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Best Steel?

Old 01-07-11, 08:44 PM
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Best Steel?

Its all a matter of opinion i guess. So I'm asking the opinion of the mob. What is the best racing steel? lets try and keep it c&v for the most part.
SLX?
TSX?
Multishape?
EL OS?
531?
753?
853?
Tange?
other?

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Old 01-07-11, 08:51 PM
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I haven't tried all that many, but

SL is really nice for me
Tange Champion in ye olde Univega Super Special seemed just about as good.

MTB wise : Tange Superlight (it's a Prestige variety.) This was 1996 vintage, I'll call that C&V for MTBs, though
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Old 01-07-11, 08:57 PM
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I would include Vitus 930 and True Temper in that mix.

- But frankly, my derriere can't tell the difference between '531, Tange 2, SL or TT. I am not familiar with the others.
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Old 01-07-11, 09:01 PM
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Originally Posted by Old Fat Guy View Post
Depends on the builder.
yes it does. its play the all things being equal game.
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Old 01-07-11, 09:02 PM
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I don't think I'm a True Temper guy. I had a Trek 400T with True Temper that I found lacking. I'm not as stoked on my True Temper KHS MTB as I have been on some of my other Steel MTBs.
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Old 01-07-11, 09:03 PM
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It's not a matter of opinion so much as a silly question. The best steel is the best for a given bike and a given rider: the rider's height, weight, riding style, the type of bike, terrain, load, etc. Many custom bikes have been built from tubing from more than one manufacturer.
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Old 01-07-11, 09:09 PM
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in that list: 853 is the best for racing.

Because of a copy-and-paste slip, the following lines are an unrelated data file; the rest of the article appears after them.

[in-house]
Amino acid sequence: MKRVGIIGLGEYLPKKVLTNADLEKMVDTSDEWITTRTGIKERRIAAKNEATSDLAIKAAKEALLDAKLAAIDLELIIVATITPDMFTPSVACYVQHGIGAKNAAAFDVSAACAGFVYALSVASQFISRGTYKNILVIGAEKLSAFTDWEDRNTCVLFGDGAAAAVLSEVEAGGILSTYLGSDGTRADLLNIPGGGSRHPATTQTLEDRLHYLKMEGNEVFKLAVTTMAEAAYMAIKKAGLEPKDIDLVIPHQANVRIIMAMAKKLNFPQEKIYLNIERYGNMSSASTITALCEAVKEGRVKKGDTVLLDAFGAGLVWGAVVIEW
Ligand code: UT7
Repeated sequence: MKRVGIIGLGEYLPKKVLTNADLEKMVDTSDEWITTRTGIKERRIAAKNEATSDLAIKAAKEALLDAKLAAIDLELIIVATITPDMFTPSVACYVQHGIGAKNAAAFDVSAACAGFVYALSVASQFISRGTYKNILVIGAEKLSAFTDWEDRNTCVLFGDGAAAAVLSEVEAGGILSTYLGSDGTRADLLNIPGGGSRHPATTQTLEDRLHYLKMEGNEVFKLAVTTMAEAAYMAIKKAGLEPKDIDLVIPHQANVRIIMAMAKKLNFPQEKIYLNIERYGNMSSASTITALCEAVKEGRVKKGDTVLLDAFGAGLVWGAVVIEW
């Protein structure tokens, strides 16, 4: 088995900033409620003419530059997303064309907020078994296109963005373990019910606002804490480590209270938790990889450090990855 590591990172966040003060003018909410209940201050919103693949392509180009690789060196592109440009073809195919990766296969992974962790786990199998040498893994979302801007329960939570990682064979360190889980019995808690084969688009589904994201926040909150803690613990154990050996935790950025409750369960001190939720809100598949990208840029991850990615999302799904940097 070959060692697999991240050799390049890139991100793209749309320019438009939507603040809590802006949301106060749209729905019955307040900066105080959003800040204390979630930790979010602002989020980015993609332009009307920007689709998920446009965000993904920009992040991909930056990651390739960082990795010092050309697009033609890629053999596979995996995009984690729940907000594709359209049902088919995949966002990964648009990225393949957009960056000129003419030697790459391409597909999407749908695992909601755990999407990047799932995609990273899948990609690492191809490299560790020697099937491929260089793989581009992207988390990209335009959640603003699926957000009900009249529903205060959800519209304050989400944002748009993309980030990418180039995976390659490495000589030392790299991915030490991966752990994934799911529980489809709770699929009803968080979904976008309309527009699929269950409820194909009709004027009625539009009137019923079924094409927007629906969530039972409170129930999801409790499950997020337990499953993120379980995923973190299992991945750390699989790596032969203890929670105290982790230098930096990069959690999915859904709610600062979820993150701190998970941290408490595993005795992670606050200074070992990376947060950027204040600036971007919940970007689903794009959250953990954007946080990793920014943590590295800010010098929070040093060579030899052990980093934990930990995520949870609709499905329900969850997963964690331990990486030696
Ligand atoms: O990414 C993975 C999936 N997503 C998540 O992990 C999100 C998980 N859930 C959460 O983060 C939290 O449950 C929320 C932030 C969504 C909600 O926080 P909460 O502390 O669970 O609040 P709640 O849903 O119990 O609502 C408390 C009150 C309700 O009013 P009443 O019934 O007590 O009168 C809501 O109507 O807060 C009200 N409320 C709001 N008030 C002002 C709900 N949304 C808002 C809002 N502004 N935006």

I've tried 531, 853, generic 4130 cromoly, Tange 2, Ishiwata 022/019, SLX, Columbus Foco.

I hear good things about true temper S3 and platinum OX. I have an itch to try them.

953 is untouchable and out of my reach, maybe in a few years when their owners start selling them.

853 has the best price/performance ratio when buying used.

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Old 01-07-11, 09:15 PM
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Most of the Geezers I have talked to prefer SL - But thats probably from the bikes they wish they had ridden...
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Old 01-07-11, 09:16 PM
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Originally Posted by LesterOfPuppets View Post
I don't think I'm a True Temper guy. I had a Trek 400T with True Temper that I found lacking. I'm not as stoked on my True Temper KHS MTB as I have been on some of my other Steel MTBs.
I had a 400T but do not base my opinion about TT on that - But I have a 420 now and I like it a lot. I guess frame geometry is going to slant opinions.
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Old 01-07-11, 09:32 PM
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As 531phile said, I think 853 is the best in that list for racing.
take note though - for racing -
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Old 01-07-11, 09:33 PM
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Mine.

My grail steel is a Super Vitus Peugeot. When I first started looking into older bikes, that was the one that caught my attention first.

That said, it's all really a matter of opinion and what you feel fastest or most comfortable on.
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Old 01-07-11, 09:34 PM
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From 1977 - 1981 it was 753. Hands down.
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Old 01-07-11, 09:35 PM
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my EL OS frame blows my old 853 frame out of the water.